Saturday, October 20, 2007

Balanced Flight

It is easy -- too easy -- for someone like me to get engrossed in all the arguments for God, the scientific evidence for God, promoting our intellectual assent to God, and pointing out the deficiencies that result in our removal of God from the culture. All these are the kinds of things that "float my boat." They are where I focus a lot of my energy, reading, teaching, and time. They are all fine and dandy -- except that they can also be distracting detours from what should be my primary purpose in this life -- The Pursuit of God.

I have been reminded of that recently as I've been reading a book that has been sitting in my bookcase, untouched, for several years. Greg Koukl mentioned the classic, Desiring God, by John Piper, in a recent radio broadcast and motivated me to dust it off and dig in. What a treat.

Some may have a negative reaction to Piper's call to "Christian Hedonism." I did. If so, I would encourage you to listen to his entire argument and the Biblical justification proposes for making it. Some of it is still sinking in. Some of it sounds disagreeable to me. I have to consider it more. Some of it though, is just eye-openingly on target. Though I have no intention of analyzing it point-by-point, the message that came through loud and clear to me was the recognition that there is an affective element to the Christian faith that people like me sometimes minimize to our own detriment.

To be honest, I have become jaded (even antagonistic?) toward this notion -- turned off by the feelings-based, thoughtlessness of the American church in general. History shows that many of the denominations that exist today in America were born in the Great Awakenings that occurred early in our nation's history. The emotional appeal of those "Awakenings" were relevant and proper, they also helped to produce an anti-intellectualism in the American church that is alive, well, and amplified in the contemporary "Oprahfied" culture. I believe and defend the claim that this trend is not only dangerous but unbiblical. Christianity has never been based on the mindless acceptance of a blind leap of faith. It has always been anchored in intellectual assent to objective truth, embodied in Christ himself -- a thoughtful, willful decision. But Piper makes a beautiful point in that regard (p. 247):
It is astonishing to me that so many people try to define true Christianity in terms of decisions and not affections. Not that decisions are unessential. The problem is that they require so little transformation to achieve. They are evidence of no true work of grace in the heart. People can make "decisions" about the truth of God while their hearts are far from him. (emphasis mine)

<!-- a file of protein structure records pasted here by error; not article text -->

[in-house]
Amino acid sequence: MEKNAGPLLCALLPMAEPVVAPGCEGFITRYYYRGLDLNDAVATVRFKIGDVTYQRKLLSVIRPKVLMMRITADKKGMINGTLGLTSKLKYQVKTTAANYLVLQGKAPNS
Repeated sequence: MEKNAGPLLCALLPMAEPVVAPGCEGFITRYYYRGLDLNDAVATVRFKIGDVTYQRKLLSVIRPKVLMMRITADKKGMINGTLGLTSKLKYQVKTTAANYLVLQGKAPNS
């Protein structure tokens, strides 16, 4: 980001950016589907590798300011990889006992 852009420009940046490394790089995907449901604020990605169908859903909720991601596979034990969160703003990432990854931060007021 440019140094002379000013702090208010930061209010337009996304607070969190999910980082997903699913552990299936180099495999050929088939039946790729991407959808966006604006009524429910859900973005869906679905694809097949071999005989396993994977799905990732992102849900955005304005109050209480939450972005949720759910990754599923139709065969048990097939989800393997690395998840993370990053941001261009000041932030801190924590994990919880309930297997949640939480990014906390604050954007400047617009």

This is something we know but that is easy (at least for someone like me) to forget. A wooden, solely mind-centered faith is not only equally invalid, and equally dangerous -- it is also practically handicapped and unbiblical as well. There are two sides to the faith coin. We were told to "love our God with all our heart, mind, soul and strength." The key word is "and". We don't get to pick the one way we will love our God. It takes our heads and our hearts working together in holistic unity. Piper again (p. 76):
Truth without emotion produces dead orthodoxy and a church full (or half-full) of artificial admirers ... On the other hand, emotion without truth produces empty frenzy and cultivates shallow people who refuse the discipline of rigorous thought. But true worship comes from people who are deeply emotional and who love deep and sound doctrine. Strong affections for God rooted in truth are the bone marrow of biblical worship.

Put simply, we need to be balanced. Or, as Greg Koukl puts it:

Emotion and Feelings Make Life Delicious
Reason Makes Life Safe

To push my persistent analogies once again (hopefully not one time too many!), this concept is at the heart of flying airplanes. Every successful airplane ever flown, no matter how funky it happens to have looked, could not operate if this concept wasn't built into the marrow of aviation. Flight controls were powered directly by cables and wires in the old days, by hydraulic actuators in more contemporary airplanes, and most recently by computer-driven, hydraulically-powered servos in modern fly-by-wire jets. But no matter how fancy you try to make it, all those methods are meant to do only one thing -- control the airplane in the three axes of flight: pitch, roll and yaw.

Each of the primary flight controls is also aided by "trim tabs" that allow the pilot to fine-tune each axis of control so that they are all working together in coordinated, "balanced flight." A pilot who is attentive to detail and intentional about this task can maneuver his craft with an elegant grace that makes it look (and feel, if you're a passenger) effortless. But ignoring any one of the inputs to balanced flight leads not only to inefficiencies, but to dangerous situations from which the aircraft simply cannot recover. Aviators ignore the concept of balanced flight at their own peril.

Christ-followers ignore the notion of balanced faith at theirs.

When we were told that He came so that we "may have life, and have it to the full," this is what I believe he meant: a clear thinking, meticulous use of our God-given reason to make life safe, combined with appropriate affectations that make it indescribably delicious.

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